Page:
8. Woo, Jaejoon, 2003. "Social polarization, industrialization, and fiscal instability: theory and evidence," Journal of Development Economics, Elsevier, vol. 72(1), pages 223-252, October.
  9. Rong Qian & Carmen M. Reinhart & Kenneth Rogoff, . "On Graduation from Default, Inflation and Banking Crises: Elusive or Illusion?," Working Paper 14879, Harvard University OpenScholar.
  10. De Paoli, Bianca & Hoggarth, Glenn & Saporta, Victoria, 2009. "Output costs of sovereign crises: some empirical estimates," Bank of England working papers 362, Bank of England.
  11. Aizenman, Joshua, 1993. "Soft Budget Constraints, Taxes, and the Incentive to Cooperate," International Economic Review, Department of Economics, University of Pennsylvania and Osaka University Institute of Social and Economic Research Association, vol. 34(4), pages 819-32, November.
  12. Juan Carlos Hatchondo & Leonardo Martinez & Horacio Sapriza, 2008. "Heterogeneous borrowers in quantitative models of sovereign default," Working Paper, Federal Reserve Bank of Richmond 07-01, Federal Reserve Bank of Richmond.
  13. Ugo Panizza & Eduardo Levy Yeyati, 2006. "The Elusive Costs of Sovereign Defaults," IDB Publications 6713, Inter-American Development Bank.
  14. Reinhart, Carmen & Rogoff, Kenneth, 2005. "Serial Default and Its Remedies," MPRA Paper 7423, University Library of Munich, Germany.
  15. Marcela Eslava & Oskar Nupia, 2010. "Political Fragmentation and Government Spending: Bringing Ideological Polarization into the Picture," DOCUMENTOS CEDE 006713, UNIVERSIDAD DE LOS ANDES-CEDE.
  16. Pablo Sanguinetti, 1994. "Intergovernmental transfers and public sector expenditures: a game-theoretic approach," Estudios de Economia, University of Chile, Department of Economics, vol. 21(2 Year 19), pages 179-212, December.
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Cited by:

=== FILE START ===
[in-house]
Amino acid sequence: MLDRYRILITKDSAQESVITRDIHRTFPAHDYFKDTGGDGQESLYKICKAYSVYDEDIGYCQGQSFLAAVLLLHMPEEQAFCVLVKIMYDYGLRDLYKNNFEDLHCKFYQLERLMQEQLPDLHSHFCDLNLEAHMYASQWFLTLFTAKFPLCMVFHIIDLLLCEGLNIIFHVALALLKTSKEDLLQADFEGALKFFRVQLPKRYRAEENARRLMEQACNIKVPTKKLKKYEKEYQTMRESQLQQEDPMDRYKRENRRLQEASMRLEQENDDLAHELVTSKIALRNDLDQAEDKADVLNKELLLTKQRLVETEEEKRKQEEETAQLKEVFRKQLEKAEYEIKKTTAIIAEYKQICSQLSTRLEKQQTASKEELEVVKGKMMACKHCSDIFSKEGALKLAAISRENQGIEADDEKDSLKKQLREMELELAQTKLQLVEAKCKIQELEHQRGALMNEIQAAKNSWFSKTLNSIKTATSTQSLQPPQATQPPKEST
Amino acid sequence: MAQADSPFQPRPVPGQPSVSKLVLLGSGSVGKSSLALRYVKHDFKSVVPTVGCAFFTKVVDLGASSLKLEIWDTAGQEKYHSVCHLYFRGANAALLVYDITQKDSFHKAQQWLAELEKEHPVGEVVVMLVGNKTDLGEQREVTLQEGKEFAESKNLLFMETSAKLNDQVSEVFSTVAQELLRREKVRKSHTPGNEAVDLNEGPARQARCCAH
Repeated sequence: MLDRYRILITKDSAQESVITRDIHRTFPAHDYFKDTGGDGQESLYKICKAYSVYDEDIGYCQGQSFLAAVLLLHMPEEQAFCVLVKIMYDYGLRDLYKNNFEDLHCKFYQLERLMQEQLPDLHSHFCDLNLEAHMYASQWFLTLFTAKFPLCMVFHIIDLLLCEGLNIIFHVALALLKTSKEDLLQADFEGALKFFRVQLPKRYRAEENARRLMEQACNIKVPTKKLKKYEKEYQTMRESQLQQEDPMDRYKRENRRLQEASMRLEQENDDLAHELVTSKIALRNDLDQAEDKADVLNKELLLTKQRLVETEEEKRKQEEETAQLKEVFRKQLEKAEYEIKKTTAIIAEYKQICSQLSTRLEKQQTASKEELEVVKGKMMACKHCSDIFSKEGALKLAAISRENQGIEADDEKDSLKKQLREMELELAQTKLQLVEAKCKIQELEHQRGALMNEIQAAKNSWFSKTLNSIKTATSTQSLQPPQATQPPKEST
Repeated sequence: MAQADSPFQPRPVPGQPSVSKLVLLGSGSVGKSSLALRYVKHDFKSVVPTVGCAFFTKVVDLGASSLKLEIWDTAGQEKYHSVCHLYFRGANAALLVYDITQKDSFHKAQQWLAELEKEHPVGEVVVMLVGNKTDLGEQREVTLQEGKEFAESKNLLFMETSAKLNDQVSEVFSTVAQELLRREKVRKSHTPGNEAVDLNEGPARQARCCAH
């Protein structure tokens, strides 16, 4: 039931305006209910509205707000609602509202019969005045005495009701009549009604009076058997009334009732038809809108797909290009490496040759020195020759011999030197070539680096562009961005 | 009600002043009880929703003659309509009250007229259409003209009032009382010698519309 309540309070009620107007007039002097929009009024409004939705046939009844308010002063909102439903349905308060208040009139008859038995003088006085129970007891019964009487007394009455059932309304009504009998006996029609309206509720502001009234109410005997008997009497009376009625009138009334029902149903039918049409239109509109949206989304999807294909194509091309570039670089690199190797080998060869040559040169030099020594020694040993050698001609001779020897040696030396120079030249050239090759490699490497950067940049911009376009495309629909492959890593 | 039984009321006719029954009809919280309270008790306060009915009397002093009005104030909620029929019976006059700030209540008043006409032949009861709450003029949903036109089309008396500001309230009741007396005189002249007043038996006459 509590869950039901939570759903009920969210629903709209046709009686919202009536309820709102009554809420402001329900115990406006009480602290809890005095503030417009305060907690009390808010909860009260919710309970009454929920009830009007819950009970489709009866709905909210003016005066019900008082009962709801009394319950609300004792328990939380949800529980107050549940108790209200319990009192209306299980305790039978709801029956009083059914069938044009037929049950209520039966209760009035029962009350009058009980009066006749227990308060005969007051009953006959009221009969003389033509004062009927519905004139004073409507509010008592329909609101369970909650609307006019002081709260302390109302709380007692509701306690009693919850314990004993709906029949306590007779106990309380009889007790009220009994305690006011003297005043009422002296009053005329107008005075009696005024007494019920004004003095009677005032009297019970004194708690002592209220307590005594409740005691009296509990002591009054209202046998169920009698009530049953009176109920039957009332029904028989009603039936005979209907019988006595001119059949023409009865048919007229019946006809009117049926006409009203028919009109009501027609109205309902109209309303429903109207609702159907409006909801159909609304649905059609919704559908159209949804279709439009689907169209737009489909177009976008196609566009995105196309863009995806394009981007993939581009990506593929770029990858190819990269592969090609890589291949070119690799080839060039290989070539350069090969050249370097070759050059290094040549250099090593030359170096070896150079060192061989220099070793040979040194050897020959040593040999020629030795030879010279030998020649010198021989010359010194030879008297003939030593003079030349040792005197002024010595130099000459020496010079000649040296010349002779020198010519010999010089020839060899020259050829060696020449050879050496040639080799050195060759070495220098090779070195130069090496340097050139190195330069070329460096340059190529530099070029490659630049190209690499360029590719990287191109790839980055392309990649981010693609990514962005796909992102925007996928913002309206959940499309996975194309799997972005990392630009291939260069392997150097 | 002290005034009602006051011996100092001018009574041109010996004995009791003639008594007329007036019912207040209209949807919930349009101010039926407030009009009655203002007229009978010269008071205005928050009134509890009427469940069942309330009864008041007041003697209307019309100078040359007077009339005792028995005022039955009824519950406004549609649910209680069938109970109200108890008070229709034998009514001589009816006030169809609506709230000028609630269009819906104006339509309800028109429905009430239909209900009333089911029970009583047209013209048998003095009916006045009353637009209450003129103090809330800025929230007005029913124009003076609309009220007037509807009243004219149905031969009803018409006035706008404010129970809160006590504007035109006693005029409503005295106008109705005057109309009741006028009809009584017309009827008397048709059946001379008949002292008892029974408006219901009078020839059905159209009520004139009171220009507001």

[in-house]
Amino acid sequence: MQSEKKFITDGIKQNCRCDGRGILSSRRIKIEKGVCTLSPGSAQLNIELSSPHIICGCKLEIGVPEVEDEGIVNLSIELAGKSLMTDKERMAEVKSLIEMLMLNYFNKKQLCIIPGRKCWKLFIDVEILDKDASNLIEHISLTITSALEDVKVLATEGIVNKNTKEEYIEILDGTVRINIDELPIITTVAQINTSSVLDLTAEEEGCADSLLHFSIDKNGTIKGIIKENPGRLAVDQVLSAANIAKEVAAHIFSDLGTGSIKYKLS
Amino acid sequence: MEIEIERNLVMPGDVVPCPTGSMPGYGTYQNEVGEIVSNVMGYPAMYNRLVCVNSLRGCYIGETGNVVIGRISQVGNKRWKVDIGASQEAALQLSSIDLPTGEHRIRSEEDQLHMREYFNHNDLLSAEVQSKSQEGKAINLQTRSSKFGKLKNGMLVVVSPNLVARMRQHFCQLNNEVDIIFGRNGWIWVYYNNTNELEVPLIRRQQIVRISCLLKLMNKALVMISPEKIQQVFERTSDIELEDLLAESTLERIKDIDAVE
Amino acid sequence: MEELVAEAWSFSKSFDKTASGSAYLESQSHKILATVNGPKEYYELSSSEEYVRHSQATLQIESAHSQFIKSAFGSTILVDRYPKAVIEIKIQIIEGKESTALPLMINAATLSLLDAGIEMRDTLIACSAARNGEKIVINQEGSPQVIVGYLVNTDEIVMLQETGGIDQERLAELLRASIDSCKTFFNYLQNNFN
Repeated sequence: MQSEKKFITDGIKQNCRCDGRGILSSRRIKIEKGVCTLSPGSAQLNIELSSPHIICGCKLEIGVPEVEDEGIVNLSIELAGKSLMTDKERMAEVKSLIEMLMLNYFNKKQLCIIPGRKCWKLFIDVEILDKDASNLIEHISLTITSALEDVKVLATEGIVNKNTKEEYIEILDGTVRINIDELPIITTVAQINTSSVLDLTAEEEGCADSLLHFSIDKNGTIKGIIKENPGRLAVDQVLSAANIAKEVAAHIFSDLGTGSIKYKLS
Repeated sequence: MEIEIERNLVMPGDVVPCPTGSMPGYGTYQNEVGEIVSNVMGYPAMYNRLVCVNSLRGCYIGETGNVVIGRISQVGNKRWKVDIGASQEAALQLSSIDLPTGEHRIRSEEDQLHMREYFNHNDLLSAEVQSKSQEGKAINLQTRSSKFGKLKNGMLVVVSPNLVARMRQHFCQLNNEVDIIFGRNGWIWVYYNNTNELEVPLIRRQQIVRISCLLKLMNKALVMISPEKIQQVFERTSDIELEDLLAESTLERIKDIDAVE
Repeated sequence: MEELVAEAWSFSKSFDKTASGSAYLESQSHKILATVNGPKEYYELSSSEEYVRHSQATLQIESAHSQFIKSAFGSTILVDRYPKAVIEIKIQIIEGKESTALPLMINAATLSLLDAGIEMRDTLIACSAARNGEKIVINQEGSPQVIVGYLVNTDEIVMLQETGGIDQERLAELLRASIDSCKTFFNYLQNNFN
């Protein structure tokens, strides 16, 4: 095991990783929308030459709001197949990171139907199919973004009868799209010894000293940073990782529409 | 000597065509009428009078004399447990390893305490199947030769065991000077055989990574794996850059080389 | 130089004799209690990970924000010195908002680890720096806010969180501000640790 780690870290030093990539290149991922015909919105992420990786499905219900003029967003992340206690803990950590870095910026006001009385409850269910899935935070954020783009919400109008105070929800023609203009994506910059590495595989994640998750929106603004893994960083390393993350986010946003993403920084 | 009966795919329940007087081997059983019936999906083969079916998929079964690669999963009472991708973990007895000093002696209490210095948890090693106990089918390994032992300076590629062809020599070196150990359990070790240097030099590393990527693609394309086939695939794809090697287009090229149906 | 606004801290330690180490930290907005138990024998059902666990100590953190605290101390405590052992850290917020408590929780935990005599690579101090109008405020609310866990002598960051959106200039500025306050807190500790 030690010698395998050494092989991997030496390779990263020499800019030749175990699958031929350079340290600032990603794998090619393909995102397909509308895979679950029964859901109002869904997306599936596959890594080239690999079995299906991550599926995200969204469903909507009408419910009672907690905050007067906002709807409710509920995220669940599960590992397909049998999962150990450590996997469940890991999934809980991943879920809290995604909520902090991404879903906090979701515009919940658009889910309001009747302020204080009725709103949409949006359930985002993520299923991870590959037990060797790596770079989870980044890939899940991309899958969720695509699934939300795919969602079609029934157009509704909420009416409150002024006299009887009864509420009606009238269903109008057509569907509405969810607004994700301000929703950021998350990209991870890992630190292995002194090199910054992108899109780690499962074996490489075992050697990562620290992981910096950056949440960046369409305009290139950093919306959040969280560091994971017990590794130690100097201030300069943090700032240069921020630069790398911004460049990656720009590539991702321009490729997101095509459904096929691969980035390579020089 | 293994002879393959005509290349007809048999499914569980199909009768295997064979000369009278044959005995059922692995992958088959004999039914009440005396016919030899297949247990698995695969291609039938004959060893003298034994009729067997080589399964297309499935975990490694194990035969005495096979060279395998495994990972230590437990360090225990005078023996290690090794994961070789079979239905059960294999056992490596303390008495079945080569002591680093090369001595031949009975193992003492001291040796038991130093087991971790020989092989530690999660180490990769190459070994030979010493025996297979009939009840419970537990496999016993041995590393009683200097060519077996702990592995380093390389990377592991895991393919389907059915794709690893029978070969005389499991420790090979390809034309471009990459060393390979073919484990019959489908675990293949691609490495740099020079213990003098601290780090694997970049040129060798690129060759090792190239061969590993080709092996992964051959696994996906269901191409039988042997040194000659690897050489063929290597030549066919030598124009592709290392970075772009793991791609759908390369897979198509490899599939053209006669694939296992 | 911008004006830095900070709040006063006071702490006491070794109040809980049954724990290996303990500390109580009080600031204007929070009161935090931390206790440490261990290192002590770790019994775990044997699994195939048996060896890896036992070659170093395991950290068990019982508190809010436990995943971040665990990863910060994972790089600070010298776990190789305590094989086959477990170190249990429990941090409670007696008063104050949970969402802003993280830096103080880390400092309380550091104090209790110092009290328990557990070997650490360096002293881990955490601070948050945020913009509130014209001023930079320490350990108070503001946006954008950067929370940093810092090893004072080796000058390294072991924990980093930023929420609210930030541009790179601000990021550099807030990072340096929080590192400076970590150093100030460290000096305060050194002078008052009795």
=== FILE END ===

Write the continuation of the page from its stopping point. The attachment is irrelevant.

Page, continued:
1. Eden, Maya & Kraay, Aart & Qian, Rong, 2012. "Sovereign defaults and expropriations : empirical regularities," Policy Research Working Paper Series 6218, The World Bank.
  2. Reinhart, Carmen & Qian, Rong & Rogoff, Kenneth, 2010. "Do countries “graduate” from crises? Some historical perspective," MPRA Paper 24761, University Library of Munich, Germany.
  3. Rong Qian & Carmen M. Reinhart & Kenneth S. Rogoff, 2010. "On Graduation from Default, Inflation and Banking Crisis: Elusive or Illusion?," NBER Working Papers 16168, National Bureau of Economic Research, Inc.
  4. Ahmadov, Ingilab & Mammadov, Jeyhun & Aslanli, Kenan, 2013. "Assessment of Institutional Quality in Resource-Rich Caspian Basin Countries," MPRA Paper 47430, University Library of Munich, Germany.
  5. Jeyhun Mammadov & Assoc. Prof. Dr. Jeyhun Mammadov & Prof. Dr. Ingilab Ahmadov & PhD candidate, Kenan Aslanli, 2013. "Assessment of Institutional Quality in Resource Rich Caspian Basin Countries," International Conference on Energy, Regional Integration and Socio-economic Development 5994, EcoMod.
  6. Javed, Omer, 2013. "Determinants of Institutional Quality: A Case Study of IMF Programme Countries," MPRA Paper 51344, University Library of Munich, Germany.